US containerised imports from Asia have
seen some increased activity at the start of the year but it pales in
comparison to years previously.
FreightWaves Maritime market expert
Henry Byers opined: "The continued tariff threats from the Trump
administration, coupled with an earlier-than-normal Chinese New Year,
which officially begins January 25, has likely led many US importers to
move much of their volume in 2019.
"This means that US container ports are not likely to receive the typical bump in volumes they're used to."
If pricing is a rough proxy for demand, Freightos' trans-Pacific indices
covering the late 2019-early 2020 period should not rise as much as in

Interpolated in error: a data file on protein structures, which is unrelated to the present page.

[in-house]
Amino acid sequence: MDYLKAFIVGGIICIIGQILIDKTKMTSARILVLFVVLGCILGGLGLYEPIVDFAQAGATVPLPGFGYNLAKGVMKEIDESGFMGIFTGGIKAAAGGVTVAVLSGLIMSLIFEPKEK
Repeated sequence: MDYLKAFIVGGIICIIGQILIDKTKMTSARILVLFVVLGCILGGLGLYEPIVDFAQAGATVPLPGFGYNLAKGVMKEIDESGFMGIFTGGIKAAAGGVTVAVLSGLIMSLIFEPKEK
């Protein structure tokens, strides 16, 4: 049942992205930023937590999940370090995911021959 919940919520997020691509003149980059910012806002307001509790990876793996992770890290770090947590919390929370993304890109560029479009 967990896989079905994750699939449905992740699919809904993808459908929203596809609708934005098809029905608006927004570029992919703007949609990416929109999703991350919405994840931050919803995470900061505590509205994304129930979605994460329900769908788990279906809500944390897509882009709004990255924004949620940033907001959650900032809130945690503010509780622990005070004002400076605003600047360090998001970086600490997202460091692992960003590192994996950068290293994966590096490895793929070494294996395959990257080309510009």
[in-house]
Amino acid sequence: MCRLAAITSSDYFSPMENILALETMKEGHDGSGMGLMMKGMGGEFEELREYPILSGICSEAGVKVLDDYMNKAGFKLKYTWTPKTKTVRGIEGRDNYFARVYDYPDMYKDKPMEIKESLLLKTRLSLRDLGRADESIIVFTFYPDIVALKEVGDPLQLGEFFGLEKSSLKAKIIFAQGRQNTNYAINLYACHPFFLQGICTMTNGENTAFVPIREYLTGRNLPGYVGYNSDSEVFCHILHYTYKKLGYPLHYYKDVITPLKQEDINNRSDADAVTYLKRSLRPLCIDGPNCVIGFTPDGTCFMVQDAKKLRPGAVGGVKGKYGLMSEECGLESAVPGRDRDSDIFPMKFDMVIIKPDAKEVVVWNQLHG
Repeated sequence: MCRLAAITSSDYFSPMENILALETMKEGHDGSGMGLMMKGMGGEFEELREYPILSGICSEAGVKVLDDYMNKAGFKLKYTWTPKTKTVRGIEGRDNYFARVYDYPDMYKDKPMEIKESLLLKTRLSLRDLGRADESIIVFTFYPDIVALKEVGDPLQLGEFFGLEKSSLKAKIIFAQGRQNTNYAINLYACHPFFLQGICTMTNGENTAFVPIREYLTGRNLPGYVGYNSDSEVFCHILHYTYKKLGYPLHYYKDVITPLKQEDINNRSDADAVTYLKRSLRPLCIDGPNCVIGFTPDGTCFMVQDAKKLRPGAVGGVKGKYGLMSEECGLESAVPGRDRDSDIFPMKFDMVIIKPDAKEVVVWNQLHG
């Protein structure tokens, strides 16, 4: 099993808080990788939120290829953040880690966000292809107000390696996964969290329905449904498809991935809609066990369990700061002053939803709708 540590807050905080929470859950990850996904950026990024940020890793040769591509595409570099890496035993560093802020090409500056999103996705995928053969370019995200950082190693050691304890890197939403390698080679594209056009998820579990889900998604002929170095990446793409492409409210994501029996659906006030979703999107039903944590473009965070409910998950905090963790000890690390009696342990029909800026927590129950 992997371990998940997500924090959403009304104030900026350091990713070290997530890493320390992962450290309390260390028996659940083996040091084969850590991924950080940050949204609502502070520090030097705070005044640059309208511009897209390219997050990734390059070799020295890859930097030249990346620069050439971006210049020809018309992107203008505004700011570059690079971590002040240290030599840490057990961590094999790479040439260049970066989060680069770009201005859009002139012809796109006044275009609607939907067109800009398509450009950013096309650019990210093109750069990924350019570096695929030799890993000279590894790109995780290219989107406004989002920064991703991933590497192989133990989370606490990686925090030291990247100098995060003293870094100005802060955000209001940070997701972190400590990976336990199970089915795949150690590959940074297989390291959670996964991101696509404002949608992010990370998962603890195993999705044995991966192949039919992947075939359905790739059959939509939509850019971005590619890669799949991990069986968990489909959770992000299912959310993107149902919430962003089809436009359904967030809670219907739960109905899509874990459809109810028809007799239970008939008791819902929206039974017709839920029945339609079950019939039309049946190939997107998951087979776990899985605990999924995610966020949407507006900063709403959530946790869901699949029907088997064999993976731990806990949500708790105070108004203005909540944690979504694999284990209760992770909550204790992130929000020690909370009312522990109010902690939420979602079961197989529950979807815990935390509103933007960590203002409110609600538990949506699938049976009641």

prior years, American Shipper reported.
A year ago, the index tracking container shipments from China to North
American west coast ports such as Los Angeles/Long Beach grew by 26 per
cent between January 1 and January 6 2019. Two years ago, rates
increased 25 per cent between December 29 2017 and January 2 2018. In
contrast, rates have gone up by four per cent between January 1 and
January 6 2020.
The same pattern prevails with the index tracking prices from China via
the Panama Canal to US east coast ports such as New York/New Jersey. A
year ago, this index increased by 22 per cent between January 1 and
January 6 2019; two years ago, by 32 per cent between December 18 2017,
and January 2 2018; and this year, by six per cent between January 1 and
January 6 2020.
According to Freightos chief marketing officer Eytan Buchman: "Chinese New Year is spurring
demand, but not like in past years. The final run-up [to the holiday],
combined with carriers' concerns of recouping some of their IMO 2020
fuel costs, has pushed rates up. But 2019's story of the year - the
trade war - continues in 2020 and has dampened pre-Chinese New Year
demand as well."